Lots of shit left in the bottom.

The bung and airlock was put in place on the glass carboy and I was very shocked that the carboy was not filled to the top. My calculations from brew day tell me that I used 28 liters of water and malt extract - the pail was also filled to within a few inches of the top. This pail is 30 liters and I wanted to make sure there was room for the krausen to rise. The glass carboy is 23 liters, which is 5 liters less that what I thought I had in the primary fermenter. I realize that some of the volume is left behind or lost during the boil, during the straining into the primary, and during the racking to the secondary, but it shouldn't have been more that 5 liters? This one leaves me puzzled and I will revisit  this on bottling day to see if I need to add more water to the primary fermenter for my next batch.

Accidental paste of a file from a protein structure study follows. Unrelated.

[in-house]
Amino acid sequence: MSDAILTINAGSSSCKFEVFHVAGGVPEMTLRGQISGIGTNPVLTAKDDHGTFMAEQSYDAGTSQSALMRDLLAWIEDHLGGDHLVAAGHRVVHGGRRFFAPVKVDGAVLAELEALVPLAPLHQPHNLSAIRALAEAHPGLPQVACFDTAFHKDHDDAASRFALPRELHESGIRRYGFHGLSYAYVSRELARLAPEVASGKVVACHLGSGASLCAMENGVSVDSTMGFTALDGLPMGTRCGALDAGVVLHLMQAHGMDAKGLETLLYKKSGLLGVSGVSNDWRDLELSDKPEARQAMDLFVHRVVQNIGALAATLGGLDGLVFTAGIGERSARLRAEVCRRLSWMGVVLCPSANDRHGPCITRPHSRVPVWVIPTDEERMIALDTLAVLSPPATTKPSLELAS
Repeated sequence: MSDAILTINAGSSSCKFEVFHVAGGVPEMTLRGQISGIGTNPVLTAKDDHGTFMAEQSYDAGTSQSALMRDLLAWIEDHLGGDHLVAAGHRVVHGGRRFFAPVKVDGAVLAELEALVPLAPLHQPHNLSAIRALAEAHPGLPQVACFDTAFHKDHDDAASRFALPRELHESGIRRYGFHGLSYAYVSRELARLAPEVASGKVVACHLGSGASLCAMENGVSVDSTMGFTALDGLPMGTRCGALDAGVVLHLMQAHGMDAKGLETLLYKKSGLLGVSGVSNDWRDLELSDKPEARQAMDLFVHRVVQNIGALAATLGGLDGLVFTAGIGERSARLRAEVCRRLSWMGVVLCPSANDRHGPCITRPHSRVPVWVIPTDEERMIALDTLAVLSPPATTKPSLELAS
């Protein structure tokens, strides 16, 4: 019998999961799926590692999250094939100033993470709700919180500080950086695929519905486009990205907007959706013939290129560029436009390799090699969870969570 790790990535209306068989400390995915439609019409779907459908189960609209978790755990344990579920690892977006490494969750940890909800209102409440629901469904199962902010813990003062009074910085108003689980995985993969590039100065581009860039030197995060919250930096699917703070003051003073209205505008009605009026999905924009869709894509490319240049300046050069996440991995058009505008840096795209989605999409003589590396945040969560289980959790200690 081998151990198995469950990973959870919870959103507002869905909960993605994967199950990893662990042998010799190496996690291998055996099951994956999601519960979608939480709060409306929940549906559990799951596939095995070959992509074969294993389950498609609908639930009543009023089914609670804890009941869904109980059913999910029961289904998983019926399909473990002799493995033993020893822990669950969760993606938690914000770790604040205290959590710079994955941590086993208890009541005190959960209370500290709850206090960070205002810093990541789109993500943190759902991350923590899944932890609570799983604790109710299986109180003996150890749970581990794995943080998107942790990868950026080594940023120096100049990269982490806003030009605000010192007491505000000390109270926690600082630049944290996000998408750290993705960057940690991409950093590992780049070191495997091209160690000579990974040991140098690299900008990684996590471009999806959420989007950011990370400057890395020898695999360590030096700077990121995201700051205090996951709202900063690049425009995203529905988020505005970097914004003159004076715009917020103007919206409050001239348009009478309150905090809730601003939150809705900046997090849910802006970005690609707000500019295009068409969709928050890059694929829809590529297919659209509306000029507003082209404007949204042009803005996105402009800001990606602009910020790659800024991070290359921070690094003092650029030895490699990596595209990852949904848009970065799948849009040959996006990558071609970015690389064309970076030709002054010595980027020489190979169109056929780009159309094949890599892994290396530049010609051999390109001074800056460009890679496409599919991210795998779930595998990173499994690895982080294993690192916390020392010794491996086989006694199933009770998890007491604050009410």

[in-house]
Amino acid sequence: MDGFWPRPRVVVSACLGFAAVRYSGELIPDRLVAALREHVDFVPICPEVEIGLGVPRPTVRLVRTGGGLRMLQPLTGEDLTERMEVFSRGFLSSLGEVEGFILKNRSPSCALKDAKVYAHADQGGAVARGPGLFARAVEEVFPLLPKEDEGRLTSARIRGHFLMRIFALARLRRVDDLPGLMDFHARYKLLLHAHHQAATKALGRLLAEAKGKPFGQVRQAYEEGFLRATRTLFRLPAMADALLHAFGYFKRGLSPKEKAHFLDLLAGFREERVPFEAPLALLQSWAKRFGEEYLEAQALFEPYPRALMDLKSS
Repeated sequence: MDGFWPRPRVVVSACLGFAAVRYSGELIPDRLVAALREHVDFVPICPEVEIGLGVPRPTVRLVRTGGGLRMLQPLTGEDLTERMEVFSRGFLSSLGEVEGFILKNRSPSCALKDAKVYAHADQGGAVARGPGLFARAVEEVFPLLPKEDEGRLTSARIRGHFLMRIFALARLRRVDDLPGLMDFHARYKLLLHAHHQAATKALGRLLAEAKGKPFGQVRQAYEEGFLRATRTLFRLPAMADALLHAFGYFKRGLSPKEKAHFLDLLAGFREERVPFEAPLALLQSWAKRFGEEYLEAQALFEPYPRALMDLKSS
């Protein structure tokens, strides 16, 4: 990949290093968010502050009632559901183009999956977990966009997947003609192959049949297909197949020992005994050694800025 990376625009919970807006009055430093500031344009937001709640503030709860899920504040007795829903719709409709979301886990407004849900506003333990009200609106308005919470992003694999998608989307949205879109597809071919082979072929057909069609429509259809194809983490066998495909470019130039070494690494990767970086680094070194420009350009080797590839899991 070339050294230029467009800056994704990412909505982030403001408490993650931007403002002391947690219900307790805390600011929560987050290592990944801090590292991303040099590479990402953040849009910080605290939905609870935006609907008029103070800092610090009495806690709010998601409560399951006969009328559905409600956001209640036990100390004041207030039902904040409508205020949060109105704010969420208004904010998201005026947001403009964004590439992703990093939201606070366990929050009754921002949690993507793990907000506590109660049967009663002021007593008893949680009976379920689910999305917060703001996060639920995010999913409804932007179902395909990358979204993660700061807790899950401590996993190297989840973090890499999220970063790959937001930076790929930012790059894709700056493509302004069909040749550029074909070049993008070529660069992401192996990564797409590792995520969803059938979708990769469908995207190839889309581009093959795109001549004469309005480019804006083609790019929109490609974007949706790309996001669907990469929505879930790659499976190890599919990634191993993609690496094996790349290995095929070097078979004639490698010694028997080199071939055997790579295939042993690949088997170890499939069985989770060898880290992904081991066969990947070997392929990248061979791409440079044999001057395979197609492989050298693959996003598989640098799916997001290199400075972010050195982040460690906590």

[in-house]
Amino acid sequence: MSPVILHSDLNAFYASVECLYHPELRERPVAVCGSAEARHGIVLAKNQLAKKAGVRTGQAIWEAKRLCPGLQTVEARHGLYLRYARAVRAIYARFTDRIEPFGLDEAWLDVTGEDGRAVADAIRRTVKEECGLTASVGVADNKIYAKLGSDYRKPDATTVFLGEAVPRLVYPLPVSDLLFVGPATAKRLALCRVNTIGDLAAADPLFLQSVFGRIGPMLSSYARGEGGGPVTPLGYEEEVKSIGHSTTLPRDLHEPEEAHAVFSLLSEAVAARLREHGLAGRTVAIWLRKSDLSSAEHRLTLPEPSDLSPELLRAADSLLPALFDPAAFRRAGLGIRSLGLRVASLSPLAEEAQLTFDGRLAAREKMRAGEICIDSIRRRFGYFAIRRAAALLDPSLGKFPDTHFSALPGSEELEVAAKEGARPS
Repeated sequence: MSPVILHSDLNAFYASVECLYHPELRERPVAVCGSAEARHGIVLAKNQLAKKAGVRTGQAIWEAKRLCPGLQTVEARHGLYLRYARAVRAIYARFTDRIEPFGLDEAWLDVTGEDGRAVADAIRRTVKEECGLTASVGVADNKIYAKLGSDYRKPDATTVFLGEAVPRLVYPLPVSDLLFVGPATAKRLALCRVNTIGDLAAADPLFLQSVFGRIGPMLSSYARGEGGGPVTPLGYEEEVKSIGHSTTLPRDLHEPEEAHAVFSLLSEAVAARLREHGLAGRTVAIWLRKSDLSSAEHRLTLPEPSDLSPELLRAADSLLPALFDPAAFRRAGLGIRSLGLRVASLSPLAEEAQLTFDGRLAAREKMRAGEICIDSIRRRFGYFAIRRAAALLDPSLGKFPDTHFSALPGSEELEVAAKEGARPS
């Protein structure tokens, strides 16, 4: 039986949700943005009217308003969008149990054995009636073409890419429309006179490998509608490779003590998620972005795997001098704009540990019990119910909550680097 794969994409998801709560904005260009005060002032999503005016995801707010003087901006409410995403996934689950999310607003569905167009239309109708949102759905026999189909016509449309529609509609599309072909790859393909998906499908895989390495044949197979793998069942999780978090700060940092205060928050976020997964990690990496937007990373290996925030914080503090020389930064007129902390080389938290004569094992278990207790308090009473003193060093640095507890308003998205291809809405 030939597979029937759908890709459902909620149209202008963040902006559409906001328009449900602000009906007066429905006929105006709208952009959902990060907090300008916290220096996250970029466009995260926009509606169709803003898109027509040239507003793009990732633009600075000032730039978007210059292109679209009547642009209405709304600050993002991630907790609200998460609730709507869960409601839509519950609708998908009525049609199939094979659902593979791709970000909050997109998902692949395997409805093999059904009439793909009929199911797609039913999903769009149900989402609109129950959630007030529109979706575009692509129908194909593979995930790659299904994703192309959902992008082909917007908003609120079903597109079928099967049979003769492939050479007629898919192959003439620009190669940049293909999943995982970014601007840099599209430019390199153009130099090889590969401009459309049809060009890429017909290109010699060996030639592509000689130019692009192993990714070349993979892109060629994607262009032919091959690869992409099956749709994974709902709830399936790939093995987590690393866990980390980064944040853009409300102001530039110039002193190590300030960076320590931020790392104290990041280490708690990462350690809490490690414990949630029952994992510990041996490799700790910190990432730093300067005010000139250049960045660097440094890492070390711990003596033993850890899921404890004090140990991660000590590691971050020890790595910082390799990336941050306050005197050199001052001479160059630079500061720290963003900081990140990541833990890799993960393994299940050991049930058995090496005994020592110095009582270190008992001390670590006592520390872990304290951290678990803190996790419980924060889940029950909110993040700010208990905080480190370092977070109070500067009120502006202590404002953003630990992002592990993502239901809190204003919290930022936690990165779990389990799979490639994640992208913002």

Glass Carboy - secondary fermenter, note the volume of beer is quite low.

In my brew day post I talked about gravity and potential alcohol. I set a small amount of beer aside for a gravity reading and tasting. The beer had a very nice fruity aroma and tasted quite good. It was very smooth with a slightly bitter or hoppy aftertaste, I also thought I could taste the alcohol, or that something was off. Keep in mind this beer has only been fermenting for a week and is not carbonated yet. There is still another week of aging and maturing in the secondary fermenter, plus two weeks in the bottle. Also something to keep in mind is that I don't have the best palette or ability to pick up on certain flavors from different malts and hops. If you know me, you know I like to try a lot of different types of beer, and I simply know if I like it or not. I will be relying on my friends and families true and honest opinion of my brews if they dare sample them with me.